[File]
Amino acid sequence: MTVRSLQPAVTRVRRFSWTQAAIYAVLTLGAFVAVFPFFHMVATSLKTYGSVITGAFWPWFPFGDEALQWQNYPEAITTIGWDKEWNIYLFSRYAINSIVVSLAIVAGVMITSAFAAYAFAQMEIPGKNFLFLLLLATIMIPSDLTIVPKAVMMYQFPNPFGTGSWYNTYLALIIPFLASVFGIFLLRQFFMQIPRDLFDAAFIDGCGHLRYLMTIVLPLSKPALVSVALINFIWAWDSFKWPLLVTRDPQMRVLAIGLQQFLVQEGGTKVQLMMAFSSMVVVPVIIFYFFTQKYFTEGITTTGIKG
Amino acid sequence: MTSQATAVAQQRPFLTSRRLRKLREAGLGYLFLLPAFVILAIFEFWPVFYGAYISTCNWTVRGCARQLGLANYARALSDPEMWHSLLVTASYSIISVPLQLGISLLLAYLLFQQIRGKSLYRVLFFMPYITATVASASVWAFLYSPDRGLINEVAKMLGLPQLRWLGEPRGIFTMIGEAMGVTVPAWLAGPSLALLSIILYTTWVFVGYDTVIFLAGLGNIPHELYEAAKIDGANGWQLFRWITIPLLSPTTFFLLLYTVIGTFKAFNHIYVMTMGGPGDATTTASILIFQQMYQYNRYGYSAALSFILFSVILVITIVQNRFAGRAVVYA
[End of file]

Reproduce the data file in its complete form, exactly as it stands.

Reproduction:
Amino acid sequence: MTVRSLQPAVTRVRRFSWTQAAIYAVLTLGAFVAVFPFFHMVATSLKTYGSVITGAFWPWFPFGDEALQWQNYPEAITTIGWDKEWNIYLFSRYAINSIVVSLAIVAGVMITSAFAAYAFAQMEIPGKNFLFLLLLATIMIPSDLTIVPKAVMMYQFPNPFGTGSWYNTYLALIIPFLASVFGIFLLRQFFMQIPRDLFDAAFIDGCGHLRYLMTIVLPLSKPALVSVALINFIWAWDSFKWPLLVTRDPQMRVLAIGLQQFLVQEGGTKVQLMMAFSSMVVVPVIIFYFFTQKYFTEGITTTGIKG
Amino acid sequence: MTSQATAVAQQRPFLTSRRLRKLREAGLGYLFLLPAFVILAIFEFWPVFYGAYISTCNWTVRGCARQLGLANYARALSDPEMWHSLLVTASYSIISVPLQLGISLLLAYLLFQQIRGKSLYRVLFFMPYITATVASASVWAFLYSPDRGLINEVAKMLGLPQLRWLGEPRGIFTMIGEAMGVTVPAWLAGPSLALLSIILYTTWVFVGYDTVIFLAGLGNIPHELYEAAKIDGANGWQLFRWITIPLLSPTTFFLLLYTVIGTFKAFNHIYVMTMGGPGDATTTASILIFQQMYQYNRYGYSAALSFILFSVILVITIVQNRFAGRAVVYA